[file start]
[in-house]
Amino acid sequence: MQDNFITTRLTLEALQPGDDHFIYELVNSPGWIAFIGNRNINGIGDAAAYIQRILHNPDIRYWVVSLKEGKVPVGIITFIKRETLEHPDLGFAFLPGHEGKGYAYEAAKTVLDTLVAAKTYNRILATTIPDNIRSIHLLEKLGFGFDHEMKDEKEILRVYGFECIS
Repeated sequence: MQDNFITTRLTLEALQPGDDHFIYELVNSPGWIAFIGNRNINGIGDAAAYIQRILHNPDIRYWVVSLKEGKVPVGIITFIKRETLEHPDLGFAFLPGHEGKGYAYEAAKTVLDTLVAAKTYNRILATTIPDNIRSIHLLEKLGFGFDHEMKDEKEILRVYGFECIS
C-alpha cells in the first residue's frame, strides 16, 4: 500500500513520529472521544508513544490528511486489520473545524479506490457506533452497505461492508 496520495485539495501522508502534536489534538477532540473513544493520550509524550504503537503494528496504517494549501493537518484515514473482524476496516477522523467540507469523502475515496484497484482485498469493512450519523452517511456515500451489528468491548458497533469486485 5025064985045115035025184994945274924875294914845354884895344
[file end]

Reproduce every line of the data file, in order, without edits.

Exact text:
[in-house]
Amino acid sequence: MQDNFITTRLTLEALQPGDDHFIYELVNSPGWIAFIGNRNINGIGDAAAYIQRILHNPDIRYWVVSLKEGKVPVGIITFIKRETLEHPDLGFAFLPGHEGKGYAYEAAKTVLDTLVAAKTYNRILATTIPDNIRSIHLLEKLGFGFDHEMKDEKEILRVYGFECIS
Repeated sequence: MQDNFITTRLTLEALQPGDDHFIYELVNSPGWIAFIGNRNINGIGDAAAYIQRILHNPDIRYWVVSLKEGKVPVGIITFIKRETLEHPDLGFAFLPGHEGKGYAYEAAKTVLDTLVAAKTYNRILATTIPDNIRSIHLLEKLGFGFDHEMKDEKEILRVYGFECIS
C-alpha cells in the first residue's frame, strides 16, 4: 500500500513520529472521544508513544490528511486489520473545524479506490457506533452497505461492508 496520495485539495501522508502534536489534538477532540473513544493520550509524550504503537503494528496504517494549501493537518484515514473482524476496516477522523467540507469523502475515496484497484482485498469493512450519523452517511456515500451489528468491548458497533469486485 5025064985045115035025184994945274924875294914845354884895344